This sparkling wine had a nose with yeasty bread notes and apple. The palate had nectarine, apple, apricot, clay, earth, and lemon. Overall I was reasonably impressed with this BC Brut and its acidic lift. I did find, however, that the alcohol was a bit out of balance.
$25 / 375ml at Liberty
Enter the chocolate: the acidity in the dried cranberry complimented the acidity in the sparkling wine and actually balanced out the alcohol. The wine enhanced the brightness of the fruit and brought out its contrast with the rich chocolate very well. In the end, this was a very surprising pairing that to me worked extremely well.
Pairing Rating: Very Good+ to Excellent
2. Mount Boucherie Summit Reserve Pinot Noir 2007 w/ Himalayan Rock Salt and 3 Peppercorn Chocolate
A nose of big burnt fruit, rich cherry, pepper and strawberry. The palate is surprisingly respectable – lots of light red cherry, a bit of cola, and a light dust of baking spices with a hint of pepper. There is more complexity here than I was expecting and I was hoping that the spice in the wine would marry with the peppercorns in the chocolate.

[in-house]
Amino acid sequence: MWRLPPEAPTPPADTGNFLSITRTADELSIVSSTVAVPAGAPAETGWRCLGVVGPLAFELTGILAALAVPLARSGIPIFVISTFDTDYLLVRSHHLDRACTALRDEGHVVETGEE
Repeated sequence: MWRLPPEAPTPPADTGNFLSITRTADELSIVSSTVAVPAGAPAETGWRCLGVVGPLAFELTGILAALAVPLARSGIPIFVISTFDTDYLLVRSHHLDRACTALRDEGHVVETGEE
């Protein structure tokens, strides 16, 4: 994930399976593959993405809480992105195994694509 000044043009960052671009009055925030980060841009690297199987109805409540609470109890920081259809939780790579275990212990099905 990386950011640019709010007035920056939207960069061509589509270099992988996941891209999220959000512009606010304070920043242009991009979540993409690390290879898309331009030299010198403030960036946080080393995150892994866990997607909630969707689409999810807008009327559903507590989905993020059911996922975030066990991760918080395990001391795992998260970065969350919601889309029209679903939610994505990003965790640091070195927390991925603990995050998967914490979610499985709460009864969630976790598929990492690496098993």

$24 at Liberty
Pairing this with the chocolate proved my fears to be valid. The sweetness in the chocolate (which was not severe at 71% cocao) overwhelmed the fruit and soured the wine. The pepper did not compliment the finish at all, which is too bad because the chocolate really is outstanding. Nonetheless, this isn’t an undrinkable pairing, it just does not enhance either partner.
Pairing Rating: Fair
3. Elephant Island Orchard Wines Framboise (Fortified) 2008 w/ Dark Chocolate Topped with Cacao Nibs
Strictly speaking this is not ‘wine’ per se, but liqueur – aka raspberry syrup. Don’t get me wrong, this is very tasty alcoholic syrup, but it doesn’t have the complexity of a real wine. But, this is perhaps the secret to its versatility with pairing.
$25/375ml at Liberty
Speaking of versatility, who doesn’t love raspberry and chocolate? This is a classic pairing and works with all of the chocolates on offer except for the lavender, which clashes brutally. Best with a simple bitter chocolate, many people will nonetheless enjoy this with many dark chocolate offerings and this would make a great treat at a dinner party either in a glass, or poured over a dessert.